Normal blood sugar levels after eating for diabetics

The American Diabetes Association recommends that the blood sugar 1 to 2 hours after the beginning of a meal be less than 180 mg/dl for most nonpregnant adults with diabetes. This is typically the peak, or highest, blood sugar level in someone with diabetes. Again, this target may need to be individualized for certain people based on such factors as duration of diabetes, age and life expectancy, cognitive status, other health conditions, cardiovascular complications and hypoglycemia unawareness. It’s important that people with diabetes discuss their target blood sugar goals with their health-care provider.


The HbA1C test is a blood test that provides average levels of blood glucose over the past 3 months. Other names for this test are hemoglobin A1C, A1C, glycated hemoglobin, and glycosylated hemoglobin test. A person does not need to fast before having their HbA1C test measured; in other words, it’s OK to eat or drink something beforehand. The HbA1C test may not be accurate for some people, including those with anemias and for those receiving treatment for HIV, and for people of African, Mediterranean or Southeast Asian descent. The HbA1C result is reported as a percentage; the higher the percentage, the higher the blood sugar level.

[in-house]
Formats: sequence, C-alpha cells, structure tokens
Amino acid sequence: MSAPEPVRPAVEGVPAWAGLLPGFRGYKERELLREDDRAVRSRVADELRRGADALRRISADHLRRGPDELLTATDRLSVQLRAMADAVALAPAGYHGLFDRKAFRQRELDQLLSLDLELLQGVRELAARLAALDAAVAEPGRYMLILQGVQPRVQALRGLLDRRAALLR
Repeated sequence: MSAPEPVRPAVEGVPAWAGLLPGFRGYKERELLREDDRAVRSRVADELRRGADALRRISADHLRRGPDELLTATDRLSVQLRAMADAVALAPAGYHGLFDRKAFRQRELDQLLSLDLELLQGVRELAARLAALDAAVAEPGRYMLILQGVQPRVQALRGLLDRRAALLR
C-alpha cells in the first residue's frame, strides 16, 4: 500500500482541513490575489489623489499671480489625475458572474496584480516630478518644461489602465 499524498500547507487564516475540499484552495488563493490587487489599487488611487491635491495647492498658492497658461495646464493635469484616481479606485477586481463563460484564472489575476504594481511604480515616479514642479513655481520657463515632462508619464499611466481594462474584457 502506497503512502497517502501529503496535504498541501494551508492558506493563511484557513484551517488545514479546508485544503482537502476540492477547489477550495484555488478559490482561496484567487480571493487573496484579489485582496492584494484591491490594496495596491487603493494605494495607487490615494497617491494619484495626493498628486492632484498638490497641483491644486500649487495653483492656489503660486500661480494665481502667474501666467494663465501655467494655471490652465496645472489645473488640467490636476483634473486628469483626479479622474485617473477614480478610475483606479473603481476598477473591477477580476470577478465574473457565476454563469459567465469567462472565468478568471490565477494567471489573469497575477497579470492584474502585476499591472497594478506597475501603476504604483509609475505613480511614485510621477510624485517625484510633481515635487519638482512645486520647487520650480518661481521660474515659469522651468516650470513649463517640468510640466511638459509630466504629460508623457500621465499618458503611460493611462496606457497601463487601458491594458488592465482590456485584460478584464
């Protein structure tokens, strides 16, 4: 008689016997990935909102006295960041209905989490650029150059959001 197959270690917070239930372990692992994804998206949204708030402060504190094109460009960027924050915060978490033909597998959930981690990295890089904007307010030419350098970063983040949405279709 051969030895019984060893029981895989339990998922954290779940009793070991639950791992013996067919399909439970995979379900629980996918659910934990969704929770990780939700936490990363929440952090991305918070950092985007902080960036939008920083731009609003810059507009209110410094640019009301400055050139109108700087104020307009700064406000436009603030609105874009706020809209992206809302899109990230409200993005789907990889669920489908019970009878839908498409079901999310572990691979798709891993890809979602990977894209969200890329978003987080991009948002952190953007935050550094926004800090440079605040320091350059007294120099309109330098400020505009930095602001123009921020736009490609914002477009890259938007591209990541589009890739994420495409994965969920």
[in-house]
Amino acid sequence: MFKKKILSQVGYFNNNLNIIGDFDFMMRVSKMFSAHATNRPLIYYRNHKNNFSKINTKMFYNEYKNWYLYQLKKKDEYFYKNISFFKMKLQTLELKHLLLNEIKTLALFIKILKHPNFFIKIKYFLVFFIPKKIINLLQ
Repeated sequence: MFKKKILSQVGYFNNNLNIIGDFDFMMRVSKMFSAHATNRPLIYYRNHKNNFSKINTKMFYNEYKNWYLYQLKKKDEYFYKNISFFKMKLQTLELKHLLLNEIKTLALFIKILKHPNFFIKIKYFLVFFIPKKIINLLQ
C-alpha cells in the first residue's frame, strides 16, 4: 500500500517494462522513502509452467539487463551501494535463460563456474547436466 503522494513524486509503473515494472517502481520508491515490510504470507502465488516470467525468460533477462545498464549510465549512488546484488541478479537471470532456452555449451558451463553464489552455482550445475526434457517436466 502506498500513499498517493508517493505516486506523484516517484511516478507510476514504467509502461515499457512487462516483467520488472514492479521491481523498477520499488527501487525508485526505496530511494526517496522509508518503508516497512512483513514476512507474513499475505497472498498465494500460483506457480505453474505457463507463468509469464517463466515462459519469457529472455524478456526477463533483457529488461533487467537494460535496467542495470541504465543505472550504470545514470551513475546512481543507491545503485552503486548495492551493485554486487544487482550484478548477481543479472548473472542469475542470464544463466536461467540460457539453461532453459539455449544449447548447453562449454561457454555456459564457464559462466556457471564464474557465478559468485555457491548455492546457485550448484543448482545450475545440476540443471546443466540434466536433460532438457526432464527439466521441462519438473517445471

In addition to being a tool for diagnosing diabetes, the HbA1C test is used to help people who have diabetes manage their condition.

Normal HbA1c for person without diabetes

For someone who does not have diabetes, a normal HbA1C level is below 5.7%. An A1C between 5.7% to 6.4% is indicative of prediabetes.

It’s recommended that adults over the age of 45 — or adults under 45 who are overweight and have one or more risk factors for diabetes — have a baseline A1C checked. If the result is normal, the A1C should be checked every 3 years. If the result indicates prediabetes, the A1C should be checked every 1 to 2 years.

Official HbA1c ADA recommendation for someone with diabetes

The American Diabetes Association recommends an HbA1C of less than 7% for most nonpregnant adults with diabetes. A lower goal, such as less than 6.5%, may be appropriate for some people who have had diabetes for a shorter amount of time, for younger people, for those without heart disease and/or for those with type 2 diabetes treated with lifestyle or metformin only. A higher HbA1C goal, such as less than 8%, may be appropriate for people with a history of severe hypoglycemia, a limited life expectancy, advanced diabetes complications, other illnesses, or for whom a lower HbA1C goal is difficult to achieve. It’s important that people with diabetes discuss their target blood sugar goals with their health-care provider.

HbA1C levels should be checked between 2 to 4 times per year in people who have diabetes.

Blood sugar chart: summary

The fasting blood sugar, 2-hour post-meal blood sugar and HbA1C tests are important ways to diagnose prediabetes and diabetes, as well as indicate how well a person’s diabetes is being managed. If you think you have diabetes, it’s important to not try and diagnose yourself by doing a fingerstick with a home blood glucose meter. There are strict standards and procedures that laboratories use for diagnosing diabetes; therefore, you should get tested at your doctor’s office or at a laboratory.

It’s also important to talk with your doctor to make sure you understand a) how often you should have certain tests, such as a fasting blood glucose or HbA1C test; b) what your results mean; and c) what your blood sugar and HbA1C targets are.